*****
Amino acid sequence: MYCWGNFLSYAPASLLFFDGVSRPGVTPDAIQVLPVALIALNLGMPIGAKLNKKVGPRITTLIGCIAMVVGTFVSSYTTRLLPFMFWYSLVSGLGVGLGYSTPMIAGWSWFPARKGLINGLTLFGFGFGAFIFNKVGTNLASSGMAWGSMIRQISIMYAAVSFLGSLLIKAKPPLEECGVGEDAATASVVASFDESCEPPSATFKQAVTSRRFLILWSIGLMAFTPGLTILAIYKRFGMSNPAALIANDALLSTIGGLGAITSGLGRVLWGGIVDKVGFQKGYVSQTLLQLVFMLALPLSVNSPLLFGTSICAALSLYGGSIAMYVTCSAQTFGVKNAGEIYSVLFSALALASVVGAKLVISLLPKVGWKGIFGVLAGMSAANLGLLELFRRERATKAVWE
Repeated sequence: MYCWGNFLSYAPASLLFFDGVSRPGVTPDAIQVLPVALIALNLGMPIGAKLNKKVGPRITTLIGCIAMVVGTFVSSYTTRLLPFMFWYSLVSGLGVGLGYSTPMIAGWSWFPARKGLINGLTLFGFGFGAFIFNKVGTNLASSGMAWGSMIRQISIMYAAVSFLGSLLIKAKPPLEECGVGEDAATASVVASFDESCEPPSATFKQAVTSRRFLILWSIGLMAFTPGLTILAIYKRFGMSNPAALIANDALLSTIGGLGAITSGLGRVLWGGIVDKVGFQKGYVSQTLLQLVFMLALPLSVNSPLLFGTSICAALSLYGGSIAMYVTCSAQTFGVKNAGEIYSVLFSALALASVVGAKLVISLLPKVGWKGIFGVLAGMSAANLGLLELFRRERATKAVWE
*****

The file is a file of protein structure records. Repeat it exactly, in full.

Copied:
Amino acid sequence: MYCWGNFLSYAPASLLFFDGVSRPGVTPDAIQVLPVALIALNLGMPIGAKLNKKVGPRITTLIGCIAMVVGTFVSSYTTRLLPFMFWYSLVSGLGVGLGYSTPMIAGWSWFPARKGLINGLTLFGFGFGAFIFNKVGTNLASSGMAWGSMIRQISIMYAAVSFLGSLLIKAKPPLEECGVGEDAATASVVASFDESCEPPSATFKQAVTSRRFLILWSIGLMAFTPGLTILAIYKRFGMSNPAALIANDALLSTIGGLGAITSGLGRVLWGGIVDKVGFQKGYVSQTLLQLVFMLALPLSVNSPLLFGTSICAALSLYGGSIAMYVTCSAQTFGVKNAGEIYSVLFSALALASVVGAKLVISLLPKVGWKGIFGVLAGMSAANLGLLELFRRERATKAVWE
Repeated sequence: MYCWGNFLSYAPASLLFFDGVSRPGVTPDAIQVLPVALIALNLGMPIGAKLNKKVGPRITTLIGCIAMVVGTFVSSYTTRLLPFMFWYSLVSGLGVGLGYSTPMIAGWSWFPARKGLINGLTLFGFGFGAFIFNKVGTNLASSGMAWGSMIRQISIMYAAVSFLGSLLIKAKPPLEECGVGEDAATASVVASFDESCEPPSATFKQAVTSRRFLILWSIGLMAFTPGLTILAIYKRFGMSNPAALIANDALLSTIGGLGAITSGLGRVLWGGIVDKVGFQKGYVSQTLLQLVFMLALPLSVNSPLLFGTSICAALSLYGGSIAMYVTCSAQTFGVKNAGEIYSVLFSALALASVVGAKLVISLLPKVGWKGIFGVLAGMSAANLGLLELFRRERATKAVWE